Our latest research has found that over half care beds are rated as requiring improvement or inadequate.
Our analysis of Care Quality Commission (CQC) data shows that in six local authority areas, good quality care home places are so limited that 50% or more of local beds are in homes rated as requiring improvement or inadequate, making it less likely that people looking to move into a care home will be able to find a good place near where they live.
In the London borough of Westminster, seven in 10 (69%) beds were found in care homes rated as requiring improvement or inadequate. In Manchester and Wakefield, three in five beds (58%) are in care homes that are rated as requiring improvement or inadequate, closely followed by Kirklees (57%), Portsmouth (56%) and Tameside (55%).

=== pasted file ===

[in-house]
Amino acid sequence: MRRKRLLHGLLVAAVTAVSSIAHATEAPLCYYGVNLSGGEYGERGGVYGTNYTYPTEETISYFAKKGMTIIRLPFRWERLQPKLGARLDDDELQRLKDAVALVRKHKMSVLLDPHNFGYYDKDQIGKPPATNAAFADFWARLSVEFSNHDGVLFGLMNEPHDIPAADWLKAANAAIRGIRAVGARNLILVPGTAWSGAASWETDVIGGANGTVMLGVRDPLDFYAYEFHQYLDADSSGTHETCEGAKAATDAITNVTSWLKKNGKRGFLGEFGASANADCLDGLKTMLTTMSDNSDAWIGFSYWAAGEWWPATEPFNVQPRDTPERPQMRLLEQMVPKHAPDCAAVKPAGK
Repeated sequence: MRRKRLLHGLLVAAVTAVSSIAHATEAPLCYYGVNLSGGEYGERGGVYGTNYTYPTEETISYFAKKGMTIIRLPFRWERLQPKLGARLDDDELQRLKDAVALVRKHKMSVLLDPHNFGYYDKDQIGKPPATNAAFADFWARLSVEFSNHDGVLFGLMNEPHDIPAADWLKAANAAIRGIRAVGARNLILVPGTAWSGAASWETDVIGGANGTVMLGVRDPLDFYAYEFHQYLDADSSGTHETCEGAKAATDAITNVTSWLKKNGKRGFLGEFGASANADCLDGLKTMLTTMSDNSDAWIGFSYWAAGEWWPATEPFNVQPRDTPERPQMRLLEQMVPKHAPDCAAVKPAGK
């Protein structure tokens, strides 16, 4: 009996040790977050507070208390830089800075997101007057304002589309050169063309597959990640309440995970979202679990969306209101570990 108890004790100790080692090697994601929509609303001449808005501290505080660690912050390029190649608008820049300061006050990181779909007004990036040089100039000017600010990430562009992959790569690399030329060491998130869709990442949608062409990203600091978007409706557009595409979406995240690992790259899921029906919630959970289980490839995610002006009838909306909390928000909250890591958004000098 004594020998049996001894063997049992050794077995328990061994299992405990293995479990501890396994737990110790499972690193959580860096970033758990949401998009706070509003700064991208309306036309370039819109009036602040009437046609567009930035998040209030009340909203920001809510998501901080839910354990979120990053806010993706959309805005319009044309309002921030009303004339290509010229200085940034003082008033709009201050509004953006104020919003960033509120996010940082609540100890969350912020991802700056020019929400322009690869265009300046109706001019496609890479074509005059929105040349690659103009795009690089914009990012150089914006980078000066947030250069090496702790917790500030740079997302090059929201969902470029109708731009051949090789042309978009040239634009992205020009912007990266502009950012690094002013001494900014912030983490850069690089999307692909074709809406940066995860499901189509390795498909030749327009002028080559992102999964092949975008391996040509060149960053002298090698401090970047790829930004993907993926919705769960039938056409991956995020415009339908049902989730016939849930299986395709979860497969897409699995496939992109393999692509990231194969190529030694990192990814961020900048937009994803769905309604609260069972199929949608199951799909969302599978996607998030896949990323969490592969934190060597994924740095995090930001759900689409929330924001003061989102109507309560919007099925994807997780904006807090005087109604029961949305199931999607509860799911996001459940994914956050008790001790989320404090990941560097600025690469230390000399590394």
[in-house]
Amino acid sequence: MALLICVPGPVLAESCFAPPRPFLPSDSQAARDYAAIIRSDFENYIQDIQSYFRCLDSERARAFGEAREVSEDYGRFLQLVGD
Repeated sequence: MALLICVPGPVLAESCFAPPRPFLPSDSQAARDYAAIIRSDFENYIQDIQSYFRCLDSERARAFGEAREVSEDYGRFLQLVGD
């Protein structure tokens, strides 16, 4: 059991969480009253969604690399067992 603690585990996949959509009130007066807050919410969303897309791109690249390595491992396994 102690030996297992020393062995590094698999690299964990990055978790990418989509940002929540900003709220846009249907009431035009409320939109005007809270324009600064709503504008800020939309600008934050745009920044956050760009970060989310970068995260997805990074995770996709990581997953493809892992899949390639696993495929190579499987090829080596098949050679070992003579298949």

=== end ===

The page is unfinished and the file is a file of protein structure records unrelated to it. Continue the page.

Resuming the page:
Overall, nearly a third of local authority areas have one in three beds or more in poor-quality care homes. Nine of these are in the capital and include Tower Hamlets (48%), Islington (47%), Kensington and Chelsea (46%), Newham (41%), Haringey (41%), Barnet (40%), Ealing (35%) and Harrow (33%).
Our Managing director of Public Markets, Alex Hayman, said:
‘Having to choose a poor care home isn’t really making a choice at all, and it’s disturbing to know that so many people across the country are already in care homes that are clearly not good enough.
‘The Government must use its Green Paper to tackle the very real issues in care, including quality, provision and choice, before the situation gets much worse.’